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The Call of the Wretched Sea

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(14 Reviews)

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  • Before I get started on reviewing this album, I’d like to say first that I do not consider myself a doom metal connoisseur, or even a serious fan of the genre for that matter. I initially approached doom metal from the post rock side of things (Godspeed! You Black Emperor, Sigur Ros, Tortoise, Pelican (which I guess is somewhere in between), etc.). Most of the metal I listen to tends to be blistering, balls-out shred. That being said, I decided to make Ahab my first foray into the somber, dreary world of Funeral Doom.

    Most of the reviews I read for this album were glowing. However, as a new-comer to the genre, I was afraid that ‘The Call of the Wretched Sea’ would be little more than an hour of the same two dissonant chords played over and over on ridiculously down-tuned guitars, with some dude growling unintelligible stuff in the background – and I imagined that Funeral Doom fans would probably think that was the greatest thing since Fruit by the Foot: “Dude, did you hear that part at 41:16 on the first track when the guitarist plays a chord that is totally different from the other two? Awesome…”.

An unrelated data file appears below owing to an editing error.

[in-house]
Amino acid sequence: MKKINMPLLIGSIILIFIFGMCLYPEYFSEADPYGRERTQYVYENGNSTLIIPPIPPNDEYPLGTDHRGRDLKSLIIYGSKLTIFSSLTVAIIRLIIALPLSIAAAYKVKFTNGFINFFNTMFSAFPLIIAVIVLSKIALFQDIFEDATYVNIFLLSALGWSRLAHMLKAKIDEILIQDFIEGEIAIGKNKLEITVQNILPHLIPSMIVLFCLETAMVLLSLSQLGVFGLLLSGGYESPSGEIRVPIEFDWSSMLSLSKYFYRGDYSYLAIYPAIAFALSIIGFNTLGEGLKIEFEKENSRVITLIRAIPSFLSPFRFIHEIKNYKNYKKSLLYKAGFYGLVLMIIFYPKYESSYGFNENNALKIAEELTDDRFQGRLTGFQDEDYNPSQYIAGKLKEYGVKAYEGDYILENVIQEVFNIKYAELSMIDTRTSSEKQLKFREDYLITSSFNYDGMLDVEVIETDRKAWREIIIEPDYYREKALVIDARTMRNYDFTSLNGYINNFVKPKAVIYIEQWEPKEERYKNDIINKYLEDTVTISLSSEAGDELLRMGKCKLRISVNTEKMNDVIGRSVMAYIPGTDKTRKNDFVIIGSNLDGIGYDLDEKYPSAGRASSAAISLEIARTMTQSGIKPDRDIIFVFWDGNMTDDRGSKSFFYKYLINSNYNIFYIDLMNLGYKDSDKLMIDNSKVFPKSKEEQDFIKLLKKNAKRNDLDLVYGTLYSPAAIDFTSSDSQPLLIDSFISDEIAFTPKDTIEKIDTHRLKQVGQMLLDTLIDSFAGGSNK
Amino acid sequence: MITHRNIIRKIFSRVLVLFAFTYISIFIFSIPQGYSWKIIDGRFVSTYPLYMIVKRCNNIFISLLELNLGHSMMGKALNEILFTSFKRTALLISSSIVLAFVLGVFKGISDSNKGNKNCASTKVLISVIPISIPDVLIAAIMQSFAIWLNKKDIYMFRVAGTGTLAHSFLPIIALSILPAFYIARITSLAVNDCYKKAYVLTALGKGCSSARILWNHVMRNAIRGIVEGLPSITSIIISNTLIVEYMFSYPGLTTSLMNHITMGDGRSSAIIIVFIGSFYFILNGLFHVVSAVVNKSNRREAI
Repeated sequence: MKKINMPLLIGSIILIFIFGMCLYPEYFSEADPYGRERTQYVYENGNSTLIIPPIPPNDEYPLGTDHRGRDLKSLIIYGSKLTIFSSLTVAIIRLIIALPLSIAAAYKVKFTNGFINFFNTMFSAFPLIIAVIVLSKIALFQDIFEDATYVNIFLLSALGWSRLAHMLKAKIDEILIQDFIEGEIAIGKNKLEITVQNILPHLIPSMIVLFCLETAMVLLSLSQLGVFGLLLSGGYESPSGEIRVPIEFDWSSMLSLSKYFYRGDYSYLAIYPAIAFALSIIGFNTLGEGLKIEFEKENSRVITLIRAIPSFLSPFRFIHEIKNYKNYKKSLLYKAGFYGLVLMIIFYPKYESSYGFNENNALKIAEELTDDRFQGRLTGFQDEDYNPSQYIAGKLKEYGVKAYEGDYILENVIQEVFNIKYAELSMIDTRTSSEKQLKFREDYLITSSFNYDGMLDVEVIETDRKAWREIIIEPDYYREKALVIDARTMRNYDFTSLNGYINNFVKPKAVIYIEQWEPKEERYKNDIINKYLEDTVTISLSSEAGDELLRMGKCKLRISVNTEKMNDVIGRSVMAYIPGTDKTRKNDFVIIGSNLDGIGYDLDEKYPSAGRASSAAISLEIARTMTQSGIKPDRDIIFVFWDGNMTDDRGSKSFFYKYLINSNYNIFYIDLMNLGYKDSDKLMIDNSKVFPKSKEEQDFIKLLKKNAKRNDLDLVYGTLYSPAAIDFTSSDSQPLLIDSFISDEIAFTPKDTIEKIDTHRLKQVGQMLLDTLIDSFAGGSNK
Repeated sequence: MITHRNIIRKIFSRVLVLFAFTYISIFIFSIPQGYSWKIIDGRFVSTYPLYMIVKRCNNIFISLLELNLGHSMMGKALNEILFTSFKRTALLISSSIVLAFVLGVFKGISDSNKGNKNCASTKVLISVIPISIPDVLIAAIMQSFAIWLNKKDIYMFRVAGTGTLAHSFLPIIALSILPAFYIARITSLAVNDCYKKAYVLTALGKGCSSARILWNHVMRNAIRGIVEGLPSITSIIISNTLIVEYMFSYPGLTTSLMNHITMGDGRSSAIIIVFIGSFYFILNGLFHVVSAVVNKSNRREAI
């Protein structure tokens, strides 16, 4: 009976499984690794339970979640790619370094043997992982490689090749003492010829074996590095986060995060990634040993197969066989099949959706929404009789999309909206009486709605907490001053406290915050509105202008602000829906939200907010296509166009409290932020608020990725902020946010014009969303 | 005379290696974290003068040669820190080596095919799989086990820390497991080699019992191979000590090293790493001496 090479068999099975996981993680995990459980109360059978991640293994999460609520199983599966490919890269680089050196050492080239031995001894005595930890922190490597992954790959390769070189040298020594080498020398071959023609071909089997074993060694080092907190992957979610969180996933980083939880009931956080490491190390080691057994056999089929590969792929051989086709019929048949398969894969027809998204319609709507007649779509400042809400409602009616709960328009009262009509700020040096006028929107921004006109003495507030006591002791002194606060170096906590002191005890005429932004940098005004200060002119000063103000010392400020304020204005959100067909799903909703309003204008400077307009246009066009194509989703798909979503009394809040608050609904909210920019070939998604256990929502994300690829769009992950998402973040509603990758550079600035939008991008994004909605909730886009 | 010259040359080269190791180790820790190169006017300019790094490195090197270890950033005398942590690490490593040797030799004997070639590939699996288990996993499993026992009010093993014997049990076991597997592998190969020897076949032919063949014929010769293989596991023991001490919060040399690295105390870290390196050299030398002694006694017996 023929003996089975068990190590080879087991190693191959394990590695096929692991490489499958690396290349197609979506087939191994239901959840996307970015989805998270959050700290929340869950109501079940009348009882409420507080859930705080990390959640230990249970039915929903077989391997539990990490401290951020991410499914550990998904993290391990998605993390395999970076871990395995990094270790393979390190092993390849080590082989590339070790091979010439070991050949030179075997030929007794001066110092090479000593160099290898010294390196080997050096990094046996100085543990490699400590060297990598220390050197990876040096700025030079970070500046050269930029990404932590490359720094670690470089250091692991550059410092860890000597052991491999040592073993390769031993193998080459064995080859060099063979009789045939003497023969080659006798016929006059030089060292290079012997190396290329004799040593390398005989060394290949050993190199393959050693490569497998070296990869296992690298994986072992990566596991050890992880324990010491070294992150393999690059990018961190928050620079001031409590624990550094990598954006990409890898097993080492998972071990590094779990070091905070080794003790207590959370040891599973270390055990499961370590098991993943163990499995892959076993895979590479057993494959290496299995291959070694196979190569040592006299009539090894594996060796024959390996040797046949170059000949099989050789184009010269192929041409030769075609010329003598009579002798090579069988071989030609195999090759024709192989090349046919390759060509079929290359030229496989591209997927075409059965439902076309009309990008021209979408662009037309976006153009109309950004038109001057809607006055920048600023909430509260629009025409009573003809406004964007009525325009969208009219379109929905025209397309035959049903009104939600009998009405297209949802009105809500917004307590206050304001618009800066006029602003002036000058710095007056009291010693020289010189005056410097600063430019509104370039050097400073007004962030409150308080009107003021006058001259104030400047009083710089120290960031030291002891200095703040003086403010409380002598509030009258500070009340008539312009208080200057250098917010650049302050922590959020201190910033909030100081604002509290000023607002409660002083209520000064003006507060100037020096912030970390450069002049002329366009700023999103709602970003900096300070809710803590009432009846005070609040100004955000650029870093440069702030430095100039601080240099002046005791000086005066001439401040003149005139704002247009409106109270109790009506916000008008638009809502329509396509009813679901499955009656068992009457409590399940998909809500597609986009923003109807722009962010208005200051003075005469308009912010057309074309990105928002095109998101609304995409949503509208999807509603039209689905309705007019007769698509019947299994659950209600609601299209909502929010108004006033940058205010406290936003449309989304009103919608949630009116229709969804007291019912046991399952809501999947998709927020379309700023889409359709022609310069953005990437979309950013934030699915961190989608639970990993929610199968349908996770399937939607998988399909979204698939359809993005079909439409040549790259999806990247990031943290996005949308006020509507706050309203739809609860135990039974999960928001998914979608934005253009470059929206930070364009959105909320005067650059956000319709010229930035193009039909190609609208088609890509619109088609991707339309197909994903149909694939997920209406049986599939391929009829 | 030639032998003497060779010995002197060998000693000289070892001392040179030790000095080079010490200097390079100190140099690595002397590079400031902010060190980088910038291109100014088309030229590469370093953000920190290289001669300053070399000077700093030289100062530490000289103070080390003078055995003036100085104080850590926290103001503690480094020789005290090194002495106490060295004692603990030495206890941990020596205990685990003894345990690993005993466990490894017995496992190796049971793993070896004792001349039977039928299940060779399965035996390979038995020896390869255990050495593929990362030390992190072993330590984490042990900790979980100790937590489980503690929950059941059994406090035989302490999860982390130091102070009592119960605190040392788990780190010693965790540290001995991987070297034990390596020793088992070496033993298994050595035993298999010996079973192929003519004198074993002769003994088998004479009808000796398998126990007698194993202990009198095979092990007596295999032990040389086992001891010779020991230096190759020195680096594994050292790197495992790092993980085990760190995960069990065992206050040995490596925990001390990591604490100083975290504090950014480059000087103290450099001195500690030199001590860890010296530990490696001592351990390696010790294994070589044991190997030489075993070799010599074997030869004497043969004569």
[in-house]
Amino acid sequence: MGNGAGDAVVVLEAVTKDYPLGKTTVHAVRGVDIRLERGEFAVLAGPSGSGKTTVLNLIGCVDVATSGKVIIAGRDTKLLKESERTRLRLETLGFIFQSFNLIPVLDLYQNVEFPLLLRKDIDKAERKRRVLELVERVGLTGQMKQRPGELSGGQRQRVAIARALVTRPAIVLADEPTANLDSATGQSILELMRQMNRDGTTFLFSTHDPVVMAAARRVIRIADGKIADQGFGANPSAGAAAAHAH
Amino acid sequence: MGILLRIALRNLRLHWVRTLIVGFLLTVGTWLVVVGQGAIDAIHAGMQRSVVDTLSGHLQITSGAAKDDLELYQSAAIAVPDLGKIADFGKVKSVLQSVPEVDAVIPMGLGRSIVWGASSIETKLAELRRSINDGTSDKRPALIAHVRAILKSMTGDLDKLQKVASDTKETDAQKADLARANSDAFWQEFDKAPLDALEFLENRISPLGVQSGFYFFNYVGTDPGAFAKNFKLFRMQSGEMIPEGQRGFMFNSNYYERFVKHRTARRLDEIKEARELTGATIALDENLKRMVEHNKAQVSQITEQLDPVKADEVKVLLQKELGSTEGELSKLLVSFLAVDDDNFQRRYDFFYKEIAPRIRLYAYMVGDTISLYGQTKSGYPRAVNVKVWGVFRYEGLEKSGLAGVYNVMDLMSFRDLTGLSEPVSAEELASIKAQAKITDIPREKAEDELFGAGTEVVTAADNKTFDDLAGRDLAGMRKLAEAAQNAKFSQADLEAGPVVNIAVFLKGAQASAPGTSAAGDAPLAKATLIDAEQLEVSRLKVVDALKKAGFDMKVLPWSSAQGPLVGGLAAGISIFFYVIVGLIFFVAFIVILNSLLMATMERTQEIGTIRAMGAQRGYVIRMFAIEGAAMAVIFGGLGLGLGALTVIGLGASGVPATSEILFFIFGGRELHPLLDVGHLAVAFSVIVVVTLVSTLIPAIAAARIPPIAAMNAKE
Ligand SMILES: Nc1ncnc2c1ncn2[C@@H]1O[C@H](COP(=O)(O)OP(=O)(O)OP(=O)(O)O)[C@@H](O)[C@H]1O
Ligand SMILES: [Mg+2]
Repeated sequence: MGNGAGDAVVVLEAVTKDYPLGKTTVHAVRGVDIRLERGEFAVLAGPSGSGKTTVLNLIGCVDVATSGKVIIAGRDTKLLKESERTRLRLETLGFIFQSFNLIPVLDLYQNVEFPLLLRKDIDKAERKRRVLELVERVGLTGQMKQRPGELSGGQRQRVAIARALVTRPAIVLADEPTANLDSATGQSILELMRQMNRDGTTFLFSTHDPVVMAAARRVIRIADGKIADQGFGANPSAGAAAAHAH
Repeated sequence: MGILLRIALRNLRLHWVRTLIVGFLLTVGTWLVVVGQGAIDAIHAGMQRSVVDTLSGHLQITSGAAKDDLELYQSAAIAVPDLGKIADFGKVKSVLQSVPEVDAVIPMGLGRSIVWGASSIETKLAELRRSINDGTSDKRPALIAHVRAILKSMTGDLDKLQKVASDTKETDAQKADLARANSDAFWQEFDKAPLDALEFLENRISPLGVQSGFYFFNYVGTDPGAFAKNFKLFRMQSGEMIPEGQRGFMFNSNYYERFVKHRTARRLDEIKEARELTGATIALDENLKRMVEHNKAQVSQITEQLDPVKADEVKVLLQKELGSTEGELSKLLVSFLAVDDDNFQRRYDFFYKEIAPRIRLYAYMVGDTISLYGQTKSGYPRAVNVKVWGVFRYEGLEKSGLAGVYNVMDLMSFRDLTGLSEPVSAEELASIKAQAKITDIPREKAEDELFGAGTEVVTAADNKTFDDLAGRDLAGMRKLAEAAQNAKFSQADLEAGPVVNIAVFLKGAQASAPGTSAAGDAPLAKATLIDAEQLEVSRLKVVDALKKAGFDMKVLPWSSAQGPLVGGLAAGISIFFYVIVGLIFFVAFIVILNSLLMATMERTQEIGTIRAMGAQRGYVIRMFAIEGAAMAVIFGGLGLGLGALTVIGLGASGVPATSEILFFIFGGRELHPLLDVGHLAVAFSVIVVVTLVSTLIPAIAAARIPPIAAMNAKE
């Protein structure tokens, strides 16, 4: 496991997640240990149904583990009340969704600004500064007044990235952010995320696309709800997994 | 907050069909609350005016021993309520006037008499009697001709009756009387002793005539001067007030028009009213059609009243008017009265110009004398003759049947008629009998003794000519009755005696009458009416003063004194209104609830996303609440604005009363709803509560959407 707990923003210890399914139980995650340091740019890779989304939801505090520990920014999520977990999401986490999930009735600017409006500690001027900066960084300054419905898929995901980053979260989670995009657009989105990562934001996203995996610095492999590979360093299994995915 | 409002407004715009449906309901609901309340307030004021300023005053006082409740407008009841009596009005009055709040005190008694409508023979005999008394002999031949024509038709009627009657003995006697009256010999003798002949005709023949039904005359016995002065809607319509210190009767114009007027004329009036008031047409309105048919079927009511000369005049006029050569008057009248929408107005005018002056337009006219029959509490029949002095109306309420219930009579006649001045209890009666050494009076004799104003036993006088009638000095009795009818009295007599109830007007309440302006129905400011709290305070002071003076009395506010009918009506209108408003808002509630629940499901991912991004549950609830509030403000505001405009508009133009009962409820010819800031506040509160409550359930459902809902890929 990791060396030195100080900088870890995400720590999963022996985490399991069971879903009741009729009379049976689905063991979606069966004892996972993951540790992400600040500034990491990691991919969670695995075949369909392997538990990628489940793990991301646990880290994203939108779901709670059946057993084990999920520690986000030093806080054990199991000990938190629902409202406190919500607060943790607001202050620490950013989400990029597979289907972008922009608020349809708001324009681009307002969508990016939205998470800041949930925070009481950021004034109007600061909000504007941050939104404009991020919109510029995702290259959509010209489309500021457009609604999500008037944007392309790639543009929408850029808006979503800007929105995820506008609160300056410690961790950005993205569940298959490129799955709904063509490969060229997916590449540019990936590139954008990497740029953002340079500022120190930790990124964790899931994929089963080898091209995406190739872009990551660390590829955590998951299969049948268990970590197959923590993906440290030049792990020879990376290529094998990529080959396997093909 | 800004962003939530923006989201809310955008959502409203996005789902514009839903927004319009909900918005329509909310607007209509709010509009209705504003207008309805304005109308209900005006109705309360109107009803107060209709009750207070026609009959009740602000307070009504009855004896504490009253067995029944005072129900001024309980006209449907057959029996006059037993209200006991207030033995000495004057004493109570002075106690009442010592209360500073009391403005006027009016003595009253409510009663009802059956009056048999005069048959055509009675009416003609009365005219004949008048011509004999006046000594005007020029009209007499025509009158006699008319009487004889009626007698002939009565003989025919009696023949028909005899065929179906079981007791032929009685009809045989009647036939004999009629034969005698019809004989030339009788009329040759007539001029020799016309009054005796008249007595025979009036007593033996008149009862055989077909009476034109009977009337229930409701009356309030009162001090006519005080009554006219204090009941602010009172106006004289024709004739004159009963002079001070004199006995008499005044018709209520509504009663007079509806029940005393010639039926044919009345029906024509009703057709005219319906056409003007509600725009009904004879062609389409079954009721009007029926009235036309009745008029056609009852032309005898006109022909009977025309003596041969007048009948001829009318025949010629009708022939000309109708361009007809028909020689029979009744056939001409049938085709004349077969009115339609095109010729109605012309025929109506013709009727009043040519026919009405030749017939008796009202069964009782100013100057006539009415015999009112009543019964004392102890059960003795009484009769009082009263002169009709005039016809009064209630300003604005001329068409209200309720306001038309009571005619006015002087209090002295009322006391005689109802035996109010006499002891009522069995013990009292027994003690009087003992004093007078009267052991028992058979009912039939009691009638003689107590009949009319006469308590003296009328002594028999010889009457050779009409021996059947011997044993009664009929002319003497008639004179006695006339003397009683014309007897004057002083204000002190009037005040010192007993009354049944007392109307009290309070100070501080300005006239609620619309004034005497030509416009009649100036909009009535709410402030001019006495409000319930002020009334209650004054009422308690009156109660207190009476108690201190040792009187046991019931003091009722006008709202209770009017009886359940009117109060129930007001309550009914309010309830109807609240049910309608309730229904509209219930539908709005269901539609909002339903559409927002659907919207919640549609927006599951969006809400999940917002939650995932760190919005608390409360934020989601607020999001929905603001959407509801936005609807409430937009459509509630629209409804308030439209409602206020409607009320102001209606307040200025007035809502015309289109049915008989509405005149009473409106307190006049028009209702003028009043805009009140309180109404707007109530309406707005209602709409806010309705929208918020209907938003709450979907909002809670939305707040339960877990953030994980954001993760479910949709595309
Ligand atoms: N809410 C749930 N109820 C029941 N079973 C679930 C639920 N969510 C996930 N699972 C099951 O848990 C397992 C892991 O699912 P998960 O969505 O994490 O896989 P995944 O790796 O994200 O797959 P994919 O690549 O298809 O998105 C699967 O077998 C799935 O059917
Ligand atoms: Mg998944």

When I finally got to listen to the album, my apprehensions melted away, and were immediately replaced with a fear of the cold, icy, depths of the sea and the human soul. From the moment the album begins, it is apparent that the peaceful ebb and flow will soon give way to tumultuous waves of despair and anguish. I thought there was a surprising amount of emotion and development on this album (just because I didn’t know what to expect). The band lingers on passages long enough to build up tension, but don’t bludgeon the listener to death with the same painfully repetitive patterns. The tracks are quite lengthy – but are effective in creating the colossal structures necessary to convey the concepts of an angry ocean and an angrier whale. There are some really nice atmospheric touches, too, such as the chanted parts.

    Overall, this is an incredible album that manages to hold the listeners interest through each massive movement. Even if you aren’t a fan of the genre, you may find ‘The Call of the Wretched Sea’ to be a very rewarding experience. I certainly have.

    Posted on February 24, 2010